Knowledgebase
How Much is a Shekel?
Posted on 10 May 2012 04:08 PM
Numbers and Deuteronomy talk about the use of money called the "shekel." What would one shekel be equivalent to today?

There is a natural confusion about the value of a shekel (or sheqel) because it started off as a unit of weight used in market exchanges but eventually became a coin in its own right. 

The first appearance of the shekel was in ancient Mesopotamia in 3000 BC. The name shekel was based on the Akkadian she, which was the early name for barley. Barley was used as the original medium of weight—and the shekel was equal in weight to 180 grains of barley, or around 11 grams. 

Unfortunately, to add to the confusion, there were four different shekels that became common in business transactions. There were gold shekelssilver shekelsbrass shekels, and iron shekels. Each type had a different weight. For example, six gold shekels was equal to fifty silver shekels. 

In Exodus 30:13 and Numbers 3:47 we also find the sanctuary shekel. In biblical times, temple shekels were used to buy public sacrifices. This sanctuary half-shekel was approximately equal to two Attic drachmas. The coin that Peter found in the mouth of the fish paid the temple tax for both himself and Jesus, and was equal to the common half-shekel. 

The value of the shekel could vary according to the item being exchanged or weighed. Sometimes it is hard to determine which shekel is being indicated in a particular passage of Scripture. The weight of the shekel eventually stabilized, and could vary from .36 oz to slightly more than .72 oz. 

The shekel’s value is expressed differently in various Scriptures. A bekah is a half-shekel (about 31 cents in modern currency). A maneh was equal to 100 shekels. A talent was a weight equal to 3000 shekels.

Of course, as times change and the relative value of money also changes, the value of the shekel changes as well. That’s why different versions of the Scriptures (printed in different years) often show different values for the shekel. In modern Israel, the shekel is both a coin and a paper currency in banknotes of 20, 50, 100, and 200 new sheqalim. The new shekel replaced the old shekel on January 1, 1986 (at that time 1,000 old shekels were equal to 1 new shekel). One Israeli new shekel is presently worth about 25 cents US.
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Comments (6)
Mako
17 August 2012 03:47 AM
Thank you for sharing your story of how you werte tocuhed visiting Israel. I always enjoy reading your blogs.I must share with you how I was personally tocuhed as well. Yes! My trip had similar emotional connections being in Israel for the first time in March, 2011 with HAZAK(Joanne & Aaron). When arriving in the Old City, I could not approach the Kotel for at least an hour, as I was in awe to stand on the sacred ground where Abraham probably stood with Sara. I was so stricken by the history and attachment I felt being in the old city.I was also very moved to hear the story of a retired man who made aliyat and settled on a kibutz overlooking Lebanon at Mis Gav Am. I was so moved by his story of the daily happenings that each individual faces living in such abeautiful, but dangerous part of the countryside. In the background, one could hear the musical chants being played at specific times of the day from Lebanon, with the U.N. helicopters flying continually over the border area reminding all to keep the peace. What a destiny this man is living-to find out where he belongs, and how he is able to share his own roots with me. Again I was tocuhed.I hope to return again to Israel in the near future. I want to find more of what excites me to find my heritage, and pride in who I am. Maybe this time, I too will save a shekel!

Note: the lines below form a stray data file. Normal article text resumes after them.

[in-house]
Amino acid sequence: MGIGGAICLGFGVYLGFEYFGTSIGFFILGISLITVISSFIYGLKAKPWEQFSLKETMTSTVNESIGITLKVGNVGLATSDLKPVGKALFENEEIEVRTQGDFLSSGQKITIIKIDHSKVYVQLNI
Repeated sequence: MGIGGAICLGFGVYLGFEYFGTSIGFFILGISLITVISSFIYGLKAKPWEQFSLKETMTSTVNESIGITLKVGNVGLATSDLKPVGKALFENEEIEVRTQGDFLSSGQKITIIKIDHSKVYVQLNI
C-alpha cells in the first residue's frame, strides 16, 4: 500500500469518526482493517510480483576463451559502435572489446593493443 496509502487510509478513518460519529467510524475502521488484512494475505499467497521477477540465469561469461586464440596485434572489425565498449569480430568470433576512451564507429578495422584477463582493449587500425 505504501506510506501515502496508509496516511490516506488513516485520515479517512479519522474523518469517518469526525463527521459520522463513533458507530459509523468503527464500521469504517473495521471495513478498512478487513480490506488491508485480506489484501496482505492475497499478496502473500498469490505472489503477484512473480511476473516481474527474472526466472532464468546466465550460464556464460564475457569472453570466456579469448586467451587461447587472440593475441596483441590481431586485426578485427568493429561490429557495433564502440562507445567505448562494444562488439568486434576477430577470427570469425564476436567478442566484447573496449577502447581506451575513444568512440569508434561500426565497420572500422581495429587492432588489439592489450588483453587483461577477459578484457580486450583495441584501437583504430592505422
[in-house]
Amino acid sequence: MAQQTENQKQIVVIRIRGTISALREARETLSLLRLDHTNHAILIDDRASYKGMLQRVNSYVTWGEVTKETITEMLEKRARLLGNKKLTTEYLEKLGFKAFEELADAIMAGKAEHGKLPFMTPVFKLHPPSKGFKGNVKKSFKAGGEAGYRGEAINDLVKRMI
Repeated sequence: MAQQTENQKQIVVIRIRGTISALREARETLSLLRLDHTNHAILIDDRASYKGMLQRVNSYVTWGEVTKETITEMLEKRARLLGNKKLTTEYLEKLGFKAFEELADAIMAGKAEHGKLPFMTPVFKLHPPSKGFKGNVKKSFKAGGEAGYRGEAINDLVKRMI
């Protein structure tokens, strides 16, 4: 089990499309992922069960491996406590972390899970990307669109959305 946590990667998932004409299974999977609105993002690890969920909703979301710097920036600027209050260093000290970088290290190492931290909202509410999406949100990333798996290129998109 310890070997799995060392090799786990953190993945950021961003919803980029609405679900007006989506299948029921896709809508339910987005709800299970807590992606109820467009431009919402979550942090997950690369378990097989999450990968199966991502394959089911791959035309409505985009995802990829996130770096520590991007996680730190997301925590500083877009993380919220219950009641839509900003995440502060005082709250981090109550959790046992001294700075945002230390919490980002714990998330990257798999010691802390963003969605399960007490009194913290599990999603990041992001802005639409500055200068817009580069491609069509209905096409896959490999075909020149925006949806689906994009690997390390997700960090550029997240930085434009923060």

john doe
06 November 2012 12:11 PM
thank you for the info bro
bonus points
08 May 2013 05:09 AM
Thanks again for the blog.Thanks Again. Want more.
contextual
31 May 2013 12:12 AM
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Crosby
12 August 2013 09:59 AM
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Exactly where are your contact details though?
Cazaly
01 October 2013 12:03 PM
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